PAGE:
Politicians and headlines regularly describe U.S. drug prices as “skyrocketing." But new data from analysts at SSR Health show prices haven't been growing as fast as they were—and the amount payers actually shell out is falling.
In the second quarter, list prices in the U.S. grew 3.1%, compared with a 4.6% increase during the same period last year. After rebates, prices fell 5.8% during the second quarter, compared with a 6.1% drop after rebates during last year’s second quarter.
The net pricing changes typically reflect a mix of increases and decreases across the industry—among various products, companies and market segments—but this time around, “literally no products, companies, or market segments" displayed big net price increases, the analysts wrote. All “of the significant contributions to net price trend were negative."
Celgene, Biogen, Novartis, Allergan and Bausch Health added most to net prices, while lower net prices at Gilead Sciences, Johnson & Johnson, Novo Nordisk, GlaxoSmithKline and Sanofi dragged down the overall total.
Product-wise, Sanofi and Regeneron's Dupixent, Pfizer and Astellas’ Xtandi and Celgene’s Otezla—which recently sold to Amgen for $13 billion-plus—posted the highest net price increases from last year’s second quarter.
On the other end of the spectrum, GSK’s respiratory drug Breo Ellipta, Sanofi’s basal insulin Lantus and J&J's anticoagulant Xarelto experienced the biggest net price declines.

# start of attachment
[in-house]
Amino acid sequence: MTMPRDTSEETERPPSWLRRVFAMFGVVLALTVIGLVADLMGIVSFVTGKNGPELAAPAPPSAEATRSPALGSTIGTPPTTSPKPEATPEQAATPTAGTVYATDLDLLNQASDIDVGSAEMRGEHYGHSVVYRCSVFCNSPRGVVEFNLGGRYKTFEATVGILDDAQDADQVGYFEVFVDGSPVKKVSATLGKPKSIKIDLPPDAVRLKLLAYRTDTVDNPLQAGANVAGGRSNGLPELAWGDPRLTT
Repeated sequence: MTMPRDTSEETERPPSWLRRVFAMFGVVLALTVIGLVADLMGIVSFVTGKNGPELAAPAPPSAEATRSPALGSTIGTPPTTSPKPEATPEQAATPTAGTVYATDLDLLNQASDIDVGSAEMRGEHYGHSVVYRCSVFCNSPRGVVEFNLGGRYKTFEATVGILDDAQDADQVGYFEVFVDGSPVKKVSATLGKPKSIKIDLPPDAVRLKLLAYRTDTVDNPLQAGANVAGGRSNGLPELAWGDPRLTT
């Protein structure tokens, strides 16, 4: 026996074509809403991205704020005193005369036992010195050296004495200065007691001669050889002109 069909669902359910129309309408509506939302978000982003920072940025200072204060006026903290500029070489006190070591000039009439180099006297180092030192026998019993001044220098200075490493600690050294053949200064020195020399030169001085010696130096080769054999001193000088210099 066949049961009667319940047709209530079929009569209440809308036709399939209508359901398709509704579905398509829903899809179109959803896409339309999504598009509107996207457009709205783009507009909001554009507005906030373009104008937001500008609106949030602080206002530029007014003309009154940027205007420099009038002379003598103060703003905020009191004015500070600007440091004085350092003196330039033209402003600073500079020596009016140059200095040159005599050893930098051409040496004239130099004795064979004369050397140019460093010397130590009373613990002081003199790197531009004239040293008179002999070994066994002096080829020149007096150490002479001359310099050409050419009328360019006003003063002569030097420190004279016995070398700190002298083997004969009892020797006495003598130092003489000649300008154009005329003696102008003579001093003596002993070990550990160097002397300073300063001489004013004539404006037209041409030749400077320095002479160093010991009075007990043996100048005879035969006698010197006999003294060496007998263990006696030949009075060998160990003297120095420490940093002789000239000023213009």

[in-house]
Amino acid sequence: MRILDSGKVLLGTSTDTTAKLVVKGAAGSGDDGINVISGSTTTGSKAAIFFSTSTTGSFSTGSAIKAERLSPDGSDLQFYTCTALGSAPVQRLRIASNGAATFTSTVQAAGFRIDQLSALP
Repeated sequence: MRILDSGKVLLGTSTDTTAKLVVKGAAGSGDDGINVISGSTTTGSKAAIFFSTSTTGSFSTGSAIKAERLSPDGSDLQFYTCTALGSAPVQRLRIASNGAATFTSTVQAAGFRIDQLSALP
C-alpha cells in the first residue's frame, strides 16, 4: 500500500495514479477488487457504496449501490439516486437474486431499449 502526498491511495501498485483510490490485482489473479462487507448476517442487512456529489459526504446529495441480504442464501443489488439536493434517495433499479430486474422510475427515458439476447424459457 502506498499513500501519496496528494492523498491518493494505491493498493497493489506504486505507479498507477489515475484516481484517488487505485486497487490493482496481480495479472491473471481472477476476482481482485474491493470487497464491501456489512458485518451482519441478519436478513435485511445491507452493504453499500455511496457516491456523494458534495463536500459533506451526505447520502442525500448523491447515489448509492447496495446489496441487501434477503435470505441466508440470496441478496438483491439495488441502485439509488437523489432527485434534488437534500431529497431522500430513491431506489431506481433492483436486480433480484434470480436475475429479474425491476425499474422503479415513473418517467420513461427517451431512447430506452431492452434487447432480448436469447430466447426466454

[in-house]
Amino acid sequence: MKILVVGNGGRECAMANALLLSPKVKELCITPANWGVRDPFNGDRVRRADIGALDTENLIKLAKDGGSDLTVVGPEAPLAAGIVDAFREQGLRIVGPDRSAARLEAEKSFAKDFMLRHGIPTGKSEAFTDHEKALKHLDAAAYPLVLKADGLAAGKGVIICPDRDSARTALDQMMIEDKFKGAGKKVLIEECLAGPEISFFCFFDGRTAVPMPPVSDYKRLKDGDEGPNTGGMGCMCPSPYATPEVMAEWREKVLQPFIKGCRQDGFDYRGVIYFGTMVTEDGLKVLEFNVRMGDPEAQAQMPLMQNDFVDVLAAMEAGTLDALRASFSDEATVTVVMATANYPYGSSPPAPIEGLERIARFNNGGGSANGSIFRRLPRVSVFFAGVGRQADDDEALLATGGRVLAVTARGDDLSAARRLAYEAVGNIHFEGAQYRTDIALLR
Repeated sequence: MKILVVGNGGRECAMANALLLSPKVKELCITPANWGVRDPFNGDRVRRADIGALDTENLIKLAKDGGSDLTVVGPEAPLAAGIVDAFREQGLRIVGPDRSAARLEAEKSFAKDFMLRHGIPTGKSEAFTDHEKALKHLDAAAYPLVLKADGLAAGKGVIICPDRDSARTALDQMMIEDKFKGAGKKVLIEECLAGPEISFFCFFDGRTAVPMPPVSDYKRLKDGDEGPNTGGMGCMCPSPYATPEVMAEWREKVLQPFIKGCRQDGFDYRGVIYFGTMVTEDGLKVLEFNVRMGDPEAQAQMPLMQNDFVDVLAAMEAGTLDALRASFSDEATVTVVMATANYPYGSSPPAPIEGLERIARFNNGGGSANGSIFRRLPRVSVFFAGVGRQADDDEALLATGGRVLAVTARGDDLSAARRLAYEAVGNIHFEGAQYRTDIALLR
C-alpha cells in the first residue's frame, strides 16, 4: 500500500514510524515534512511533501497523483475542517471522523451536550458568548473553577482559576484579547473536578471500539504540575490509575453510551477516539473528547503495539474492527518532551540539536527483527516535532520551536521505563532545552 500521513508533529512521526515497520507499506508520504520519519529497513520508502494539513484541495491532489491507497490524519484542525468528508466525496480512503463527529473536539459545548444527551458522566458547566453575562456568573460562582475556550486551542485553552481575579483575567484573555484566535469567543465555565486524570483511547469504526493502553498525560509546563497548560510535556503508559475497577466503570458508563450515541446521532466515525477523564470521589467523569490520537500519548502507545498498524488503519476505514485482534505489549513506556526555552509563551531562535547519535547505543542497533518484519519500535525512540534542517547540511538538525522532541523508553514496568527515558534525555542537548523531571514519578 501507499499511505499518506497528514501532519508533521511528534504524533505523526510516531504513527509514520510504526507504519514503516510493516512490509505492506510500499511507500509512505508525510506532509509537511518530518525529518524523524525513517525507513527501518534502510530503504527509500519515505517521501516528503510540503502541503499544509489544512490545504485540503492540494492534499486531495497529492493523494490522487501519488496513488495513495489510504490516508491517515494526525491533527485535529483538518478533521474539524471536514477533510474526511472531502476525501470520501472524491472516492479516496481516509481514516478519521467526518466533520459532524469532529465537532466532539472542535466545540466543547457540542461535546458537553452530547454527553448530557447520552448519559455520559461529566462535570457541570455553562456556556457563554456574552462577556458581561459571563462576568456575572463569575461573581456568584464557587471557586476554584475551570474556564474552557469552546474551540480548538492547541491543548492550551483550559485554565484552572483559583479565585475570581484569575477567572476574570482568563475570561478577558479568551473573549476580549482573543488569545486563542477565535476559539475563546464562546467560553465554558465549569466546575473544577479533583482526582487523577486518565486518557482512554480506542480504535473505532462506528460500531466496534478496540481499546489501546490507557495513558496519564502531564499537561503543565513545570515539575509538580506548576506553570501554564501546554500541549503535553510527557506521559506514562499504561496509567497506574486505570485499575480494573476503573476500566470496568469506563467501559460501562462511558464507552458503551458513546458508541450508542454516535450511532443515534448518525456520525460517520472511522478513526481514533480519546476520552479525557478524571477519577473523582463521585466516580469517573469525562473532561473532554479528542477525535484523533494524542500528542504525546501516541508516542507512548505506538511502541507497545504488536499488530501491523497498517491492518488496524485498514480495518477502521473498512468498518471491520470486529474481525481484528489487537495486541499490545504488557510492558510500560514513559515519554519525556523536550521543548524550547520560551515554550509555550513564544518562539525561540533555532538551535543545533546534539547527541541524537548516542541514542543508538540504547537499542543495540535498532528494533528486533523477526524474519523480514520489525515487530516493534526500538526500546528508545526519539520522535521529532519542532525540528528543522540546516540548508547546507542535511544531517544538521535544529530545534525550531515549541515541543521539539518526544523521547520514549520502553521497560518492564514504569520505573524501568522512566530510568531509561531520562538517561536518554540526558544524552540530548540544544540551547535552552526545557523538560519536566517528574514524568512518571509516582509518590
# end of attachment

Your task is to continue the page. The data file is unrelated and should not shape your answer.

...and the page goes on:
Importantly, the numbers don't include price hikes in July, a month when drugmakers often push through their second price increases of the year. This July, for instance, Roche, Merck & Co. and Novartis were among companies that raised prices on dozens of drugs. Novartis implemented six price hikes of 9.9%, according to a note from Wells Fargo analyst David Maris, who cited MediSpan PriceRx data.
Price hikes slow way, way down
For years, drugmakers have routinely raised prices to the point where pharmaceutical costs are among the biggest issues in Washington, but under the harsh spotlight, drugmakers have been more hesitant—and conservative—about price hikes.
As of the end of the second quarter, and as 2020 presidential campaigns get into gear, an “unprecedented” number of drugs—47% of them—haven’t seen list price increases at all this year, the analysts wrote.
As for double-digit hikes? SSR found a “nearly complete absence” of them.
There's a reason double-digit price hikes may be rare these days. As pricing scrutiny mounted back in 2016, Allergan CEO Brent Saunders pledged to limit price hikes to once per year at single digits, a stance many of his peers later adopted. Since that pledge, 9.9% price hikes have become somewhat commonplace through the industry.
Looking ahead, the SSR analysts believe drugmakers will continue to price cautiously through the 2020 elections and “perhaps beyond if drug pricing remains a political priority.”
For prices after discounts and rebates, the analysts believe formulary exclusions “are likely to be applied more broadly” and that co-pay accumulators will keep gaining steam, further driving net prices down. Average list-to-net price discounts grew to 45%, according to the report, up from 43% during last year’s second quarter.
The data add to the ongoing drug pricing conversation as Congress and others weigh ideas to fight high U.S. drug prices. The Trump administration has worked to implement proposals of its own but has encountered setbacks on those efforts. Meanwhile, the industry has sought to police itself through limits to its own pricing.